Tag Archives: internet

Gratitude: Connectivity

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Seriously, do you remember life before wi-fi? Before dialup? Were we truly even alive?

In some ways the internet is making us all stupider. We don’t have to remember things, because the internet remembers them for us. We don’t have to search for things; the internet does that too, which means we miss out on all the things we would have learned if we undertook our own, more arduous searches. The internet supports the rise of a lowest-common-denominator culture where there are no gatekeepers and anyone can publish anything, so the authority of the average piece of writing can never be assumed. Also, it’s destroying our ability to focus and concentrate. And it’s probably wholly responsible for the rise of white supremacy in America and the election of the current president.

But also, the internet brings us everything: new friends, old friends, music, movies, books, games, homework help, advice, cat pictures, instant news, school, an easy cheat to “6 Degrees of Kevin Bacon,” and the basic sum of all knowledge discovered by our species. Can you imagine going back?

I don’t want to go back, anyway. Not if I can’t telecommute, digitally spy on people from my past, instantly discover the answer to almost any question I might have about the world, share my art with 1000s of people minutes after I complete it, and chat, for free, with anyone, anywhere, any time, in a format that allows me to also do 50 other things without the person I’m chatting with having any idea what percentage of my attention is focused on the conversation.

Despite its drawbacks and abuses, I’m grateful for the internet.

 

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Gratitude: The Public Library

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Pima County Public Library, Martha Cooper branch (Garden District), rear view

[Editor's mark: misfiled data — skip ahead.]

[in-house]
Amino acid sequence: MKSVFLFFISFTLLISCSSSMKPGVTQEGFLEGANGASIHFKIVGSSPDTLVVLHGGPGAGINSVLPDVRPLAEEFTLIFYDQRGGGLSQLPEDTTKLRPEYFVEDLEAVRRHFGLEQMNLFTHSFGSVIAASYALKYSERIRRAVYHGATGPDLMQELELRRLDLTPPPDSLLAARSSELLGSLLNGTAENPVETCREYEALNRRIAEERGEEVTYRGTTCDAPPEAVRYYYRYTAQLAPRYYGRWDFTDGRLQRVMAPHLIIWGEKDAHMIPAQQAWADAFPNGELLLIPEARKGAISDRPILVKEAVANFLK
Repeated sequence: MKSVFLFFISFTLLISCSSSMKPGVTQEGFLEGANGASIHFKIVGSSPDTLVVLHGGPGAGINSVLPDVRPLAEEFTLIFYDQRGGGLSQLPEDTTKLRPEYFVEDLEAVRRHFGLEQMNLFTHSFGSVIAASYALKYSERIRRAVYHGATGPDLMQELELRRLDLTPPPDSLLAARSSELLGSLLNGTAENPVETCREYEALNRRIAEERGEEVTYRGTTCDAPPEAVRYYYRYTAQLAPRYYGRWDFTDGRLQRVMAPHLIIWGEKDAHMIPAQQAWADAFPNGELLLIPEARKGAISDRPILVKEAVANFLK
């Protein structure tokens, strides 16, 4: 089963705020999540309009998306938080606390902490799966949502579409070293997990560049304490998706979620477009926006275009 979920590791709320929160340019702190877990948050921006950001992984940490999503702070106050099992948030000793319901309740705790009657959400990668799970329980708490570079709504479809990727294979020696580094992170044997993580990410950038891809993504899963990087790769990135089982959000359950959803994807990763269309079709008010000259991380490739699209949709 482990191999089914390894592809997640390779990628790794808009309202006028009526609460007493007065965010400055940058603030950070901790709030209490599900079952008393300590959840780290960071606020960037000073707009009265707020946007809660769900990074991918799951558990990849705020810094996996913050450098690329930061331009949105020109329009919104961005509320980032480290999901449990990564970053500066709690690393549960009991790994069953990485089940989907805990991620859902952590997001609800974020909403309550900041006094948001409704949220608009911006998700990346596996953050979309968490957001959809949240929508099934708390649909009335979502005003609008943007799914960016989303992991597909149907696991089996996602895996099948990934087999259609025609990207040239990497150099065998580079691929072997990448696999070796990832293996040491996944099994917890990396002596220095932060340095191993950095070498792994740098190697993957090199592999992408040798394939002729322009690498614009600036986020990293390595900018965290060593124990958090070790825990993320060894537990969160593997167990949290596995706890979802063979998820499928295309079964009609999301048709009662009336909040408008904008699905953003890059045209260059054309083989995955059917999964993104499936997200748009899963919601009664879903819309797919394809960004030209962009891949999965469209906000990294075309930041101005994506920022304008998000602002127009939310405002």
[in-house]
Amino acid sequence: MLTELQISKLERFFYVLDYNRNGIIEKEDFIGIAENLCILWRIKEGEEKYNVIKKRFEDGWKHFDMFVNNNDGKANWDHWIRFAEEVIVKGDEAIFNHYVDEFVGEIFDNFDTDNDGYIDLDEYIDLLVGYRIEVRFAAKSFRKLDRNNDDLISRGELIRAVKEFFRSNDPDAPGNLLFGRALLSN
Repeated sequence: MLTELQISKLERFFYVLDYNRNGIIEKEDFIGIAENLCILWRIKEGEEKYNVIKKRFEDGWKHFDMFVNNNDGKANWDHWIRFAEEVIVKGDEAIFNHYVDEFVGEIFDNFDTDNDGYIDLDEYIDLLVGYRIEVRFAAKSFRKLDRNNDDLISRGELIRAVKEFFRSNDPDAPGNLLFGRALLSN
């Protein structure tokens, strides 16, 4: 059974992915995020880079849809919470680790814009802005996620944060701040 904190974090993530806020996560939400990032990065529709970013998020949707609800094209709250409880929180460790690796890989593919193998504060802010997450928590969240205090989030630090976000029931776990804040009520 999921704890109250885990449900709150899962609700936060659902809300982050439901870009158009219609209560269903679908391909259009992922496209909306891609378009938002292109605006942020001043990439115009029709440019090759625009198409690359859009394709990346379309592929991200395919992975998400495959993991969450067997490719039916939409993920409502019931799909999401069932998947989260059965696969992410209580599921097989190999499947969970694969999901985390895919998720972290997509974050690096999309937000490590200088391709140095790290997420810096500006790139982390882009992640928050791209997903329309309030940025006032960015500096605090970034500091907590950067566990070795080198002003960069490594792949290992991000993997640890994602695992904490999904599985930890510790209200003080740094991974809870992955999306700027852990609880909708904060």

Can you believe that there are otherwise sensible people who don’t “believe” in public libraries? Yeah, this seems crazy to me, too, but these people exist. They use arguments like, “I can get any book I want on the internet” and “Google is faster for research.” Never mind that fact that some people can’t get any book on the internet, because, just like the people for whom public libraries were originally constructed, they can’t afford that technology. Never mind the fact that search engines prize popularity over objectivity and readability over depth, delivering so many fast results that you could spend the rest of your life sifting through all 1.58 million of them, without necessarily finding the results you needed. Besides the primacy of facilities available to anyone who wants them, staffed by professionals trained to discover, curate, and deliver reliable content, libraries serve as public meeting spaces, classrooms, clubs for nerdy kids, safe spaces for those with terrible homes, and temples to knowledge. Many people couldn’t get jobs, or tax information, or any one of hundreds of things most of us take for granted, if they didn’t have access to library computers. As more and more common functions become more online (typically making them more difficult to access in meatspace) libraries allow those without computers to simply participate in their own culture.